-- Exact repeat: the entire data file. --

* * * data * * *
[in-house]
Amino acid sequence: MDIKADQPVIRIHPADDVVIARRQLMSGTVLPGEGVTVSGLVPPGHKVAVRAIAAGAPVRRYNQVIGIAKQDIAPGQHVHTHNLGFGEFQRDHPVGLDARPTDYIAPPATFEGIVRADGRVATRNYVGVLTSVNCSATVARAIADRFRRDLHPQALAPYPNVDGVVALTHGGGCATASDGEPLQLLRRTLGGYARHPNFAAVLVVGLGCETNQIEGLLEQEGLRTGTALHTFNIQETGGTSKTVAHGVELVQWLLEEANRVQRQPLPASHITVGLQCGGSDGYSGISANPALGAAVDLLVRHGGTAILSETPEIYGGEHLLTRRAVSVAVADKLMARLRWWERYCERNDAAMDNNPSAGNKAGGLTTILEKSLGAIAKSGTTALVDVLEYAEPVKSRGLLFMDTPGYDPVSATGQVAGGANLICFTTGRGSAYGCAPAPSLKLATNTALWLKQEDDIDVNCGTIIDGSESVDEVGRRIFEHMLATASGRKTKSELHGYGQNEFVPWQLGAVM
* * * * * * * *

[in-house]
Amino acid sequence: MDIKADQPVIRIHPADDVVIARRQLMSGTVLPGEGVTVSGLVPPGHKVAVRAIAAGAPVRRYNQVIGIAKQDIAPGQHVHTHNLGFGEFQRDHPVGLDARPTDYIAPPATFEGIVRADGRVATRNYVGVLTSVNCSATVARAIADRFRRDLHPQALAPYPNVDGVVALTHGGGCATASDGEPLQLLRRTLGGYARHPNFAAVLVVGLGCETNQIEGLLEQEGLRTGTALHTFNIQETGGTSKTVAHGVELVQWLLEEANRVQRQPLPASHITVGLQCGGSDGYSGISANPALGAAVDLLVRHGGTAILSETPEIYGGEHLLTRRAVSVAVADKLMARLRWWERYCERNDAAMDNNPSAGNKAGGLTTILEKSLGAIAKSGTTALVDVLEYAEPVKSRGLLFMDTPGYDPVSATGQVAGGANLICFTTGRGSAYGCAPAPSLKLATNTALWLKQEDDIDVNCGTIIDGSESVDEVGRRIFEHMLATASGRKTKSELHGYGQNEFVPWQLGAVM